Conclusion

The proposed HUD bill appears to promise greater autonomy for PHAs. But the relief from HUD mandates would come in exchange for greater HUD discretion to shift funding and set programmatic priorities. The lack of specific program rules will increase the likelihood of substantial reductions in future funding due to an inability to quantify the consequences of funding cuts and the rationale that PHAs can make programmatic changes that will generate savings to offset funding reductions. PHAs could well end up with fewer resources and less real ability to meet their communities’ needs. If the voucher program is no longer considered to be successful, it will be difficult to garner additional resources to rebuild it should federal priorities change in the future.

An alternative approach to deregulation would be to work within the existing system to identify the specific statutory provisions and HUD regulations that are most burdensome and to propose changes that fix these particular problems. Under this approach, statutory and regulatory changes would be made to streamline program administration and strengthen predictability of funding and program structure, while maintaining the core structure of the public housing and voucher programs — a deep rental subsidy that covers the difference between the costs of housing and what low-income families can afford to pay. This is, after all, what makes public housing and the Section 8 programs unique.

Replacing this core model with a formless housing grant targeted on families with incomes at or below 60 percent of the area median income would start to blur the distinctions between these programs and the HOME block grant, which largely fits this same description. The forced merger of HOME and voucher funding could be a real risk, as illustrated by the Administration’s proposal this year to merge the Community Development Block Grant with 17 other community development programs and cut funding for the merged programs by 30 percent on the grounds that the programs are duplicative. It is quite possible that such a merger would also transfer administration of the combined block grant to the fewer than 700 state and local entities that administer HOME funds, rather than the approximately 2,500 agencies that administer the voucher program.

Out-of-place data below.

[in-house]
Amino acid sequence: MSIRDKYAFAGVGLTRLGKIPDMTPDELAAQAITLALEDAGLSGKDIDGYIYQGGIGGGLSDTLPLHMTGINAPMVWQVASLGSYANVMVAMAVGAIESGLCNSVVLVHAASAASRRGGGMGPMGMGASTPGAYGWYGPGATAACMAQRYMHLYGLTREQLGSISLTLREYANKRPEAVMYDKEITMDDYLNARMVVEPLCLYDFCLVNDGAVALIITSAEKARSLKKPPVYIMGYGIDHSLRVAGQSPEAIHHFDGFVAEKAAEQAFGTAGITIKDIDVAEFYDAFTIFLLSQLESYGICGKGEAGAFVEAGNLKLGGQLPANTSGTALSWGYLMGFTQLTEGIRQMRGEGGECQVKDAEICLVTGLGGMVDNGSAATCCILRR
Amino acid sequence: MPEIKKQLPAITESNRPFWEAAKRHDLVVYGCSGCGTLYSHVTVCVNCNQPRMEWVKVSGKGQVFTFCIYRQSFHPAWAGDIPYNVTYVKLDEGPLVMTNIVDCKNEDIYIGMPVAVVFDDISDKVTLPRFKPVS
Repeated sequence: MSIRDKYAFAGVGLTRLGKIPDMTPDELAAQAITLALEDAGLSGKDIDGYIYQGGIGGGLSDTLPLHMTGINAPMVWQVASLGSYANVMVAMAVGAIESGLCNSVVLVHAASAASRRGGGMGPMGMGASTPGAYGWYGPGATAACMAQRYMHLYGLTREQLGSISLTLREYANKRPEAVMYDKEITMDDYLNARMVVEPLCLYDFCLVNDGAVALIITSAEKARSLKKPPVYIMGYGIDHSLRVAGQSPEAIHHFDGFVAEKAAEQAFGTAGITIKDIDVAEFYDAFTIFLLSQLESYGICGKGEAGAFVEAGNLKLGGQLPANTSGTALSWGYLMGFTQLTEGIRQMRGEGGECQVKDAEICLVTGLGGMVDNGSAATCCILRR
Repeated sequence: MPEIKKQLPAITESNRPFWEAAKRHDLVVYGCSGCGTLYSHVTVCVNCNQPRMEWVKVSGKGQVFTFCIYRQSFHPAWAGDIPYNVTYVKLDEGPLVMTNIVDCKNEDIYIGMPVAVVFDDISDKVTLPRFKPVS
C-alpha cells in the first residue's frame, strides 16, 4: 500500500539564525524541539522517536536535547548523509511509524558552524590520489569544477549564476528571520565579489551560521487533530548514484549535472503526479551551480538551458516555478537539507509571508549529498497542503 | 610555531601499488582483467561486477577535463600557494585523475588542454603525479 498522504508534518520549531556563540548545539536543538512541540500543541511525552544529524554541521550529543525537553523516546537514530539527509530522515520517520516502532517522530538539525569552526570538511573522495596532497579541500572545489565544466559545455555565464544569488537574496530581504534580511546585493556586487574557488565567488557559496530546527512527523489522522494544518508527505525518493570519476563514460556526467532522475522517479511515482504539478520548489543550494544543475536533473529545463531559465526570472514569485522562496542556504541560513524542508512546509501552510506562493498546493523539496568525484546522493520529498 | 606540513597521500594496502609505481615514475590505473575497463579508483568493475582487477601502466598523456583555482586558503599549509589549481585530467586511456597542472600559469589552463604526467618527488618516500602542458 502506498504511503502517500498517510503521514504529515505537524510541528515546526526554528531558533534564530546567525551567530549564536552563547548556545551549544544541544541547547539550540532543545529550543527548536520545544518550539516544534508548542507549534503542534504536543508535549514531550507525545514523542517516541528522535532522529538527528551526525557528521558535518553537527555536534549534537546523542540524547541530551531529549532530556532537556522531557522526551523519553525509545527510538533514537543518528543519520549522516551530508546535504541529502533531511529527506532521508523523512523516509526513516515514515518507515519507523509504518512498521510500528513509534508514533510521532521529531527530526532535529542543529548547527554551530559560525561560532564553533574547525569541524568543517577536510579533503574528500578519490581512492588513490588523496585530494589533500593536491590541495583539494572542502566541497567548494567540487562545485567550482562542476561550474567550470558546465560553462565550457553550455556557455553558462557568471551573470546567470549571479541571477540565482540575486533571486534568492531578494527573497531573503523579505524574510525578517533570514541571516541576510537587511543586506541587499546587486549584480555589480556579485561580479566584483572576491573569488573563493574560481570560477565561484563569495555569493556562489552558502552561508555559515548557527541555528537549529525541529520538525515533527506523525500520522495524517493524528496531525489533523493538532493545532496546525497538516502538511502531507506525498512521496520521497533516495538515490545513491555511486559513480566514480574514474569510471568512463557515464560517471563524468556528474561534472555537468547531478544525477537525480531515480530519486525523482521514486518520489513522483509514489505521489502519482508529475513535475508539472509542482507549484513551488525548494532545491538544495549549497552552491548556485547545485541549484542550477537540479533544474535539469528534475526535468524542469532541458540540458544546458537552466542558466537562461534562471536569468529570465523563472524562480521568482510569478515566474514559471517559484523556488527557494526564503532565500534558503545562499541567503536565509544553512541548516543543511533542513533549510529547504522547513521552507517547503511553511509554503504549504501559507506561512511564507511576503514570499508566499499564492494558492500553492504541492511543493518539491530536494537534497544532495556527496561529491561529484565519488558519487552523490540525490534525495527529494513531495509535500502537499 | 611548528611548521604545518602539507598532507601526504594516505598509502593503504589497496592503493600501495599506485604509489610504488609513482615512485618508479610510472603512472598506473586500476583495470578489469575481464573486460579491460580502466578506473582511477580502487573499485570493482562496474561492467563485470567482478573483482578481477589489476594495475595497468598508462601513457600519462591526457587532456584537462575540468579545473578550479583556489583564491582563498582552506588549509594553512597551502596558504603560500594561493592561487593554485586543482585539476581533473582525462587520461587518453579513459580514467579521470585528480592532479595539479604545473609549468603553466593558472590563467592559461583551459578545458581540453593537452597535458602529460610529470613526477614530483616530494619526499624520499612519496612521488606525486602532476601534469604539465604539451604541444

To ensure the strongest possible basis for maintaining adequate funding levels for public housing and the Section 8 voucher program, the core structure of the program needs to be maintained. To strengthen funding and programmatic predictability for PHAs, HUD’s discretion needs to be reduced, not increased, with a streamlined set of rules set by statute or regulation to minimize annual changes. The State and Local Housing Flexibility Act of 2005 would substantially undermine both of these core objectives.

End Notes:

[1] HUD’s proposal has been introduced as S. 771 in the Senate by Senator Allard (R-CO) and as H.R. 1999 in the House by Rep. Gary Miller (R-Diamond Bar CA).

[2] HUD, “The Flexible Voucher Program: Why A New Approach to Housing Subsidy Is Needed,” May 18, 2004, p. 13. HUD requested $54 million less for voucher program administrative fees in 2005 than the level appropriated in 2004.

[3] See Jim Horney and Richard Kogan, “Assessing The Administration’s Five-Year Appropriation Caps,” revised March 1, 2005.

[4]Regulatory Impact Analysis of ‘Revisions to the Public Housing Operating Fund Program,’ (FR-4874-P-01).”